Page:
The court also declines to sanction plaintiffs by awarding defendants the attorneys' fees they expended in preparing their own pretrial filings. Defendants, citing Federal Rule of Civil Procedure 16(f)(2), claim that they are entitled to such an award since they incurred those fees "because of" plaintiffs' noncompliance with the rule. See Fed. R. Civ. P. 16(f)(2). Even assuming Rule 16(f) applies here (but see n.1, supra), the defendants' argument does not make sense. The Federal and Local Rules required defendants to make those filings without regard to whether plaintiffs also made them; there is, therefore, simply no causal connection between plaintiffs' supposed misconduct and defendants' expenditures on their own pretrial filings.

Finally, the court will disregard for the moment that part of the motion that seeks to preclude plaintiffs from offering certain damages evidence at trial. Defendants seek that relief not as a sanction for plaintiffs' failure to comply with Local Rule 16.2, but in response to disclosures plaintiffs did make under the rule (namely, their statement of damages). Their request for that relief therefore violates Local Rule 7.1(a)(1)'s prohibition on seeking separate and distinct relief in a single motion, and is uniquely out of place in their motion for sanctions. Indeed, that request appears to be an attempt either to circumvent the (now-expired) deadline for motions in limine set forth in the discovery plan or to supplement several of the myriad other motions in limine they have already filed.

Nothing in this order should be taken to suggest that plaintiffs should not be sanctioned for their failure to comply with Local Rule 16.2, however. Plaintiffs have not fulfilled their obligations under the rule. As a result, unless they are able to demonstrate that "justice . . . requires" the court to excuse their noncompliance, L.R. 1.3(b), plaintiffs may well find themselves unable to argue certain positions in the future, or face some other similar sanction, because of it.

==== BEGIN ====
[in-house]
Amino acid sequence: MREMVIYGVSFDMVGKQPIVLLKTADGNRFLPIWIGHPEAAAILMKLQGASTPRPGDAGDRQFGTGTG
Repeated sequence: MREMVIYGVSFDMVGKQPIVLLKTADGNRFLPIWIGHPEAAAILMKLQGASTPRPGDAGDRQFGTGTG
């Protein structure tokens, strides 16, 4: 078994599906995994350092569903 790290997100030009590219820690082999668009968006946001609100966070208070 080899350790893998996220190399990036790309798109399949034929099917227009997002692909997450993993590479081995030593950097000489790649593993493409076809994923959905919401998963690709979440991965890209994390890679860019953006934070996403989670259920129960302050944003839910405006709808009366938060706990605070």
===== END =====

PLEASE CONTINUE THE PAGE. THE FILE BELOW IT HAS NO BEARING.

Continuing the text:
As troubled as the court is by plaintiffs' noncompliance with Rule 16.2, it is at least as troubled by defendants' conduct in filing their motion for sanctions. Our local rules envision that litigants will make a good-faith attempt to informally resolve any issues that may arise before involving the court. See L.R. 7.1(c). Defendants do not appear to have done so. Instead, they filed their overwrought and entirely disproportionate request that this action be dismissed in its entirety almost immediately after plaintiffs completed their deficient pretrial filings.*fn2

To be sure, defendants were not obliged to confer with plaintiffs before seeking dismissal. See id. (good-faith attempt at resolution required for any motion "other than a dispositive motion"). But such a course of action would have been advisable. As defendants' motion for sanctions notes, it seems as though plaintiffs may have incorrectly addressed the topics set forth in New Hampshire Superior Court Rule 62, rather than Local Rule 16.2, in their pretrial statement. Had defendants simply apprised plaintiffs of this, rather than filing their motion, plaintiffs may very well have offered to provide the required information as soon as possible. With several weeks remaining before trial, it is hard to see how a slightly late disclosure would prejudice the defense of this action in any way.

For the foregoing reasons, defendants' motion for sanctions*fn3 is DENIED, without prejudice to their seeking alternative sanctions at trial, if appropriate.

SO ORDERED.

...